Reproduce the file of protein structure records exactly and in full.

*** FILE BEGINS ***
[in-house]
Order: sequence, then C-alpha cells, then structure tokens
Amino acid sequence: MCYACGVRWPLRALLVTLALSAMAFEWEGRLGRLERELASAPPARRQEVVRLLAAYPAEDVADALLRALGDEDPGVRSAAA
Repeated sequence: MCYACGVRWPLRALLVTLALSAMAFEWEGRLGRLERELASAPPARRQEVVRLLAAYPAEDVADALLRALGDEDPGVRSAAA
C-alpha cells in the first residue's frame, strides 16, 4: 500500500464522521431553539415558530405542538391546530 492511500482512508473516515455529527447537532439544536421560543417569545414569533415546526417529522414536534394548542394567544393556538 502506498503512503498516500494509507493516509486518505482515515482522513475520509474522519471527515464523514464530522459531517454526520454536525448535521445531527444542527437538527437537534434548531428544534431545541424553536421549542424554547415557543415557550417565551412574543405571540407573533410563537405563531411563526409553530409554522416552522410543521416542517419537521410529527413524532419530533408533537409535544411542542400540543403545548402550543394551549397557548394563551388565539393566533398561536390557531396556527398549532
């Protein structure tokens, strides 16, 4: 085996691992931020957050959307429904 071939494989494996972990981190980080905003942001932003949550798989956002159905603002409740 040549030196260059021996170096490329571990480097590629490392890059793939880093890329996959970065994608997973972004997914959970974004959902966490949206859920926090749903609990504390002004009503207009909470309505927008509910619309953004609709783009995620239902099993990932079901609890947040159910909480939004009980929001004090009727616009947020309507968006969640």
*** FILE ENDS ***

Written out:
[in-house]
Order: sequence, then C-alpha cells, then structure tokens
Amino acid sequence: MCYACGVRWPLRALLVTLALSAMAFEWEGRLGRLERELASAPPARRQEVVRLLAAYPAEDVADALLRALGDEDPGVRSAAA
Repeated sequence: MCYACGVRWPLRALLVTLALSAMAFEWEGRLGRLERELASAPPARRQEVVRLLAAYPAEDVADALLRALGDEDPGVRSAAA
C-alpha cells in the first residue's frame, strides 16, 4: 500500500464522521431553539415558530405542538391546530 492511500482512508473516515455529527447537532439544536421560543417569545414569533415546526417529522414536534394548542394567544393556538 502506498503512503498516500494509507493516509486518505482515515482522513475520509474522519471527515464523514464530522459531517454526520454536525448535521445531527444542527437538527437537534434548531428544534431545541424553536421549542424554547415557543415557550417565551412574543405571540407573533410563537405563531411563526409553530409554522416552522410543521416542517419537521410529527413524532419530533408533537409535544411542542400540543403545548402550543394551549397557548394563551388565539393566533398561536390557531396556527398549532
């Protein structure tokens, strides 16, 4: 085996691992931020957050959307429904 071939494989494996972990981190980080905003942001932003949550798989956002159905603002409740 040549030196260059021996170096490329571990480097590629490392890059793939880093890329996959970065994608997973972004997914959970974004959902966490949206859920926090749903609990504390002004009503207009909470309505927008509910619309953004609709783009995620239902099993990932079901609890947040159910909480939004009980929001004090009727616009947020309507968006969640």